Monday, November 8, 2010

April 30th, 2010

Magnitogorsk Russsia A self erecting tower crane was being dismantled when the truck crane being used to assist was apparently overloaded and tipped. No one was reported as being injured in the accident.

The crane appears to have been climbed down  at which point many of the older style self-erectors would lower the jib tip on to the ground. From here the pendants would have been disconnected, the truck crane connected to the top chord of the jib, and when sufficient load is pulled off by the truck crane, the lower chord pins at the mast would be pulled and the jib lowered to the ground.

Looking at the picture of the truck crane, it doesn't appear that there is a soils issue as the ground is quite rocky. The outriggers swing out and lock into place so it wasn't as if the outriggers were only at the mid extend point. My suspicion would be that the crane was scaled out to be able to pick the load of the jib, but someone forgot that either the truck crane would have to boom down to clear the tower, or boom up to to clear the tower. In reality, sitting farther away and booming up would be the way to go if you think that you are close to a stability or structural limit. By being farther away, you can have the truck crane hoist up to about the proper load and read the pins (see if the pin is sitting down hard in the hole or riding up) and even pull one pin to see how the jib hangs and the truck crane is performing. At this point, if you have a problem you can re-make the pin and get a bigger crane. By doing this, when you cut the jib free, it would be booming up towards yourself which would eliminate the stability problem. If you are going to boom down and away, you better be sure that you have the right weight and radius figured out.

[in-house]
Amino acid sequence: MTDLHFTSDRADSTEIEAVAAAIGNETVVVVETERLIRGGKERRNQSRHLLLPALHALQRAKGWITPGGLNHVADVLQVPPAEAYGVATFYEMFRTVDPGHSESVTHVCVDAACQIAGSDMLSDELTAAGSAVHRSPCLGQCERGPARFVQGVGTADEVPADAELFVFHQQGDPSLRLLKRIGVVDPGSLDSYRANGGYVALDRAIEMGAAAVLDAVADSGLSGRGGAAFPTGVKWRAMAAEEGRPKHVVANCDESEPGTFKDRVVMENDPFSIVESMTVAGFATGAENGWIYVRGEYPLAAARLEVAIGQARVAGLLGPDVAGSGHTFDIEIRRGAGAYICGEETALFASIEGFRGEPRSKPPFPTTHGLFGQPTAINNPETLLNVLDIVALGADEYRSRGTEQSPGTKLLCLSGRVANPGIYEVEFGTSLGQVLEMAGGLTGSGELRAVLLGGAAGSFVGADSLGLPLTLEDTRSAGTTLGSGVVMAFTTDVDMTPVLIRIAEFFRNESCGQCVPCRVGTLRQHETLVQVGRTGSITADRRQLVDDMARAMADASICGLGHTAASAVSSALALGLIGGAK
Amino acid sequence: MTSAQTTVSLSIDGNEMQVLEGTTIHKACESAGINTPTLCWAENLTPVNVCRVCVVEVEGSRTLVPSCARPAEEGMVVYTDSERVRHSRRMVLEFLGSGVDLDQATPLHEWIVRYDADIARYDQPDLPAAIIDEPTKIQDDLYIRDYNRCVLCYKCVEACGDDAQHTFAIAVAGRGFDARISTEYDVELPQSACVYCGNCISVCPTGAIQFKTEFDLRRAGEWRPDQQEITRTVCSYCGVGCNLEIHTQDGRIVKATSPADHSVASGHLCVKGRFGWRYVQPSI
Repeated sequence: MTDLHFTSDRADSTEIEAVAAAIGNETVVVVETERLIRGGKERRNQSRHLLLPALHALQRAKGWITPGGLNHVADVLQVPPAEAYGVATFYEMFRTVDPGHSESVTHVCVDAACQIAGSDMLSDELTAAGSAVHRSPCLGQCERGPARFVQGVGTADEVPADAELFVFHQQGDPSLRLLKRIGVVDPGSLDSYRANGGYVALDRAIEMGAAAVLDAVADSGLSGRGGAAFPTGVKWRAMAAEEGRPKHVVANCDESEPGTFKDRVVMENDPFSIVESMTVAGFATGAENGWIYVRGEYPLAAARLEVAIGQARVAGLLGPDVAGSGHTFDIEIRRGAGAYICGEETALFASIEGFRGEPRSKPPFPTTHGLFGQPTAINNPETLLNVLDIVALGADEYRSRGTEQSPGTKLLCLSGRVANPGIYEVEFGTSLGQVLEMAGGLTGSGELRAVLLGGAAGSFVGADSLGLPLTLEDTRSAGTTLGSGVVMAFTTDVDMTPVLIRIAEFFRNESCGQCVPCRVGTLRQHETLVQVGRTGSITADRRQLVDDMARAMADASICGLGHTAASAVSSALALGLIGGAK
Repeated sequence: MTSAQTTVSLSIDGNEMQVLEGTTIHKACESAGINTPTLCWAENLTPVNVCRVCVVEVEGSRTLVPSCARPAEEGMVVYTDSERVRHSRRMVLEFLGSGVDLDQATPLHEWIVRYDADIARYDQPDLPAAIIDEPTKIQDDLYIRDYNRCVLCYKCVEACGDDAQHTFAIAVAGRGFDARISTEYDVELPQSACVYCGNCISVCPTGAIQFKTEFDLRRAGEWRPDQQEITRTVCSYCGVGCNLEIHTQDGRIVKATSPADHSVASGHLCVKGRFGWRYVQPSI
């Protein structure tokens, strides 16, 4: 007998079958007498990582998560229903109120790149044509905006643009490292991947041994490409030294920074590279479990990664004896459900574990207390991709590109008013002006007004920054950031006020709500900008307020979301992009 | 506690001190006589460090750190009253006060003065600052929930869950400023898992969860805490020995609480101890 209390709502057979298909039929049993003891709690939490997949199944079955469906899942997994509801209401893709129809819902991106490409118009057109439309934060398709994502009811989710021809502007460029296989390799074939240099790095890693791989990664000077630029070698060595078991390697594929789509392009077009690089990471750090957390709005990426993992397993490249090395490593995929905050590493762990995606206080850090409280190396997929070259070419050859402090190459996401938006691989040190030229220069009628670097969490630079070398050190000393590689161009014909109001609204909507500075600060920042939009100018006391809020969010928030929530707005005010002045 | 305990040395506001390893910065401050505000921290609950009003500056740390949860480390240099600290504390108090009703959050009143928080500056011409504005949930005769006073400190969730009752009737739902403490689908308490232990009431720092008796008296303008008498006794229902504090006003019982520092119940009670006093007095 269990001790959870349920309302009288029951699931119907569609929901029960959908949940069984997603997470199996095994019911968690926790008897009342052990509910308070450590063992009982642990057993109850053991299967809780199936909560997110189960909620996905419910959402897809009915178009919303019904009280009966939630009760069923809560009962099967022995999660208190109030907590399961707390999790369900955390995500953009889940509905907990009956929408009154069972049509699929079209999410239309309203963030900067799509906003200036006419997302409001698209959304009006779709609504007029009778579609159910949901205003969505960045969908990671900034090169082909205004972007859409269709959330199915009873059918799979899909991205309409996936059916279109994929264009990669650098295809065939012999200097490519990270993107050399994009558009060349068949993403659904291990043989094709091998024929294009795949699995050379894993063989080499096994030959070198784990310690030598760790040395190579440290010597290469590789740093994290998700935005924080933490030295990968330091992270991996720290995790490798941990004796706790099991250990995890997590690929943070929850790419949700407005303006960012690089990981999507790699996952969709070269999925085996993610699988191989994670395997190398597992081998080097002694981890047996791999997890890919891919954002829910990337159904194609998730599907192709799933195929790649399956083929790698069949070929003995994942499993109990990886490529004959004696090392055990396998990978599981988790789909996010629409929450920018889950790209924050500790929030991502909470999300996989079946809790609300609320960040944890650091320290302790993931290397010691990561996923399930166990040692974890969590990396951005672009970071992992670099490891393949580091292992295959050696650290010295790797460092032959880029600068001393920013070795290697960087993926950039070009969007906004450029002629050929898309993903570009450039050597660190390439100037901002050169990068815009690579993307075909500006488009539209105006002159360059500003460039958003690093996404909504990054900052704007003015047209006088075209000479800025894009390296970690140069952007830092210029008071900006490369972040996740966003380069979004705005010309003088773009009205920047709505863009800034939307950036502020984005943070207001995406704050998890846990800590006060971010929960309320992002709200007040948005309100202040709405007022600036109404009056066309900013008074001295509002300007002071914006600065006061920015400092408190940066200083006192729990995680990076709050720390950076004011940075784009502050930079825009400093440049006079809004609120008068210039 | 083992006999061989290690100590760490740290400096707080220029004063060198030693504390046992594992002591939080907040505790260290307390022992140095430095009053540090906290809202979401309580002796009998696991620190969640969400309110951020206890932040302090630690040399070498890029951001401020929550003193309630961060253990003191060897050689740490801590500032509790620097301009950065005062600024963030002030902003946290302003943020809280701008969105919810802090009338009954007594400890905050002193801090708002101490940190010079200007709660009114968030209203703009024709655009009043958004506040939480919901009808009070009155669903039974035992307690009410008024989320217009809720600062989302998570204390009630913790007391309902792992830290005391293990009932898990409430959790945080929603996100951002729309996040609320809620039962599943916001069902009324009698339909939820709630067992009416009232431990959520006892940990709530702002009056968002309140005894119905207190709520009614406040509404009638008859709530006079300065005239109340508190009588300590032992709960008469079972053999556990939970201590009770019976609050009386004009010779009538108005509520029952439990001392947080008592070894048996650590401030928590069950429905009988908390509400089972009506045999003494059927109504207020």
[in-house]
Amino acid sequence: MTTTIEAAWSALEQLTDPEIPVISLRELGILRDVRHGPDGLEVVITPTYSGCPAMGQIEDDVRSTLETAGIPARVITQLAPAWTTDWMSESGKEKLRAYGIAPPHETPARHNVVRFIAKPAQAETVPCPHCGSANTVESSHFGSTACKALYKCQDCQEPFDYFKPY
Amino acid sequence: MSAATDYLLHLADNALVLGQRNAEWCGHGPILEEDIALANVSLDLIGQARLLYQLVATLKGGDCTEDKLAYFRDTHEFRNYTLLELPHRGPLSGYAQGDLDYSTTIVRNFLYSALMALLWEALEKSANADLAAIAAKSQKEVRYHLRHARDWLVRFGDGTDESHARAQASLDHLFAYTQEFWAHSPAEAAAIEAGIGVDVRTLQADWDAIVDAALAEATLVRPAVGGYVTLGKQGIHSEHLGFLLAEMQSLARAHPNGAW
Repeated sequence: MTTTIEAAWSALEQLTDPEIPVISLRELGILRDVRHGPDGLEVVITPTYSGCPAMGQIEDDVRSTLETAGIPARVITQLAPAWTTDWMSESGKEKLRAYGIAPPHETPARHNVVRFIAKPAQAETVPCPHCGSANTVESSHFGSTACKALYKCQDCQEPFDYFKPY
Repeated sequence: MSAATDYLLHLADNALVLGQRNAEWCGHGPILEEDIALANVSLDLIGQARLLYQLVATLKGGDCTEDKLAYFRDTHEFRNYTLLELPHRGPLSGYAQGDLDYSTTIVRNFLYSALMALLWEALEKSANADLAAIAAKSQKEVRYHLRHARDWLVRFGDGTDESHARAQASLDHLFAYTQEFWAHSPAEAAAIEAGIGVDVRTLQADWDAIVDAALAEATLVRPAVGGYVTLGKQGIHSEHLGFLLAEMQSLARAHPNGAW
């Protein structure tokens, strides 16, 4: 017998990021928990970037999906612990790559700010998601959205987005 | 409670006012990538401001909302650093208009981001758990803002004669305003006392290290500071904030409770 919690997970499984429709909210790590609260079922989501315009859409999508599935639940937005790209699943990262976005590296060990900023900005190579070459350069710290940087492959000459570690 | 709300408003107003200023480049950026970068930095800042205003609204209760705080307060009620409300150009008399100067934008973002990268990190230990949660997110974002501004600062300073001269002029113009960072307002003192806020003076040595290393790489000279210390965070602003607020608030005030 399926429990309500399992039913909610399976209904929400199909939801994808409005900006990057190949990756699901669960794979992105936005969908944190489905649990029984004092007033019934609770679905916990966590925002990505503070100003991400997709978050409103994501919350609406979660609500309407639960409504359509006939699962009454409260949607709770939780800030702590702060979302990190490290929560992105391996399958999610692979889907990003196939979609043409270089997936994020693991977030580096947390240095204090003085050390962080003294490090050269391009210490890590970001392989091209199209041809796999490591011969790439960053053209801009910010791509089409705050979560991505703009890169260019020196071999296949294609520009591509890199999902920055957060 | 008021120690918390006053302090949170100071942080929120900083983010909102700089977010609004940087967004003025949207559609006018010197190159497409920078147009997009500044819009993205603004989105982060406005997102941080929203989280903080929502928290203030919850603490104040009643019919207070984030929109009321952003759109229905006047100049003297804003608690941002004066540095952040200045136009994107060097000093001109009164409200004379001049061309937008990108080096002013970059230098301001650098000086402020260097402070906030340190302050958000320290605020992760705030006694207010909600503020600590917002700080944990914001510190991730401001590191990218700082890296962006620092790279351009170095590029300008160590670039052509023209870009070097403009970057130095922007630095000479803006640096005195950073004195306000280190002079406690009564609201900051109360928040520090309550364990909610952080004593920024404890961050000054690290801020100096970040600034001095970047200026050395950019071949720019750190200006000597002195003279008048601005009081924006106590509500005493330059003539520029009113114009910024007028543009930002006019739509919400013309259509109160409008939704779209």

If you are close on weight, it would also be better to be closer to the butt of the jib near the mast. It's marginal, but you want to keep as much weight on the jib tip as possible.

The tower crane may have only received minimal damage to a few lacings or potentially dents in the box chords. Easy repairs. The truck crane would really need to be torn town and fully inspected, even to the bearing. I don't know if that's worthwhile in a crane that old, so it may be a loss. Looking at this accident and thinking about how it likely happened, I'm reminded of a saying that my first iron working boss used to repeat often, "Know your escape route." You have to plan for the worst in this business and by doing so, you'll likely avoid it. Link to story

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